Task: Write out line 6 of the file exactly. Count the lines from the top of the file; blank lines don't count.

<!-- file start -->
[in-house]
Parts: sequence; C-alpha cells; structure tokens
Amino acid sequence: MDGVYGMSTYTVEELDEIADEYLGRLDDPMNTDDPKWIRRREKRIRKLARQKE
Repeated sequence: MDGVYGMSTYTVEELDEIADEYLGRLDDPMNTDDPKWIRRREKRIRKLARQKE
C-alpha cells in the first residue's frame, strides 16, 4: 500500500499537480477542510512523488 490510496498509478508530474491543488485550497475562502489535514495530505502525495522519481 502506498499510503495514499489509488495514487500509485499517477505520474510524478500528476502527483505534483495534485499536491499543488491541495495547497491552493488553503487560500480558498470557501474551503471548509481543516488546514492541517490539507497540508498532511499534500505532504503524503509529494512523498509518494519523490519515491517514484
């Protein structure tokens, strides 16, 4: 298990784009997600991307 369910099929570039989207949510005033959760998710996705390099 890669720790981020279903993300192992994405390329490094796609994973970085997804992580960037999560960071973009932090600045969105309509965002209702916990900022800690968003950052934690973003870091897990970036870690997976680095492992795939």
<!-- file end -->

């Protein structure tokens, strides 16, 4: 298990784009997600991307 369910099929570039989207949510005033959760998710996705390099 890669720790981020279903993300192992994405390329490094796609994973970085997804992580960037999560960071973009932090600045969105309509965002209702916990900022800690968003950052934690973003870091897990970036870690997976680095492992795939």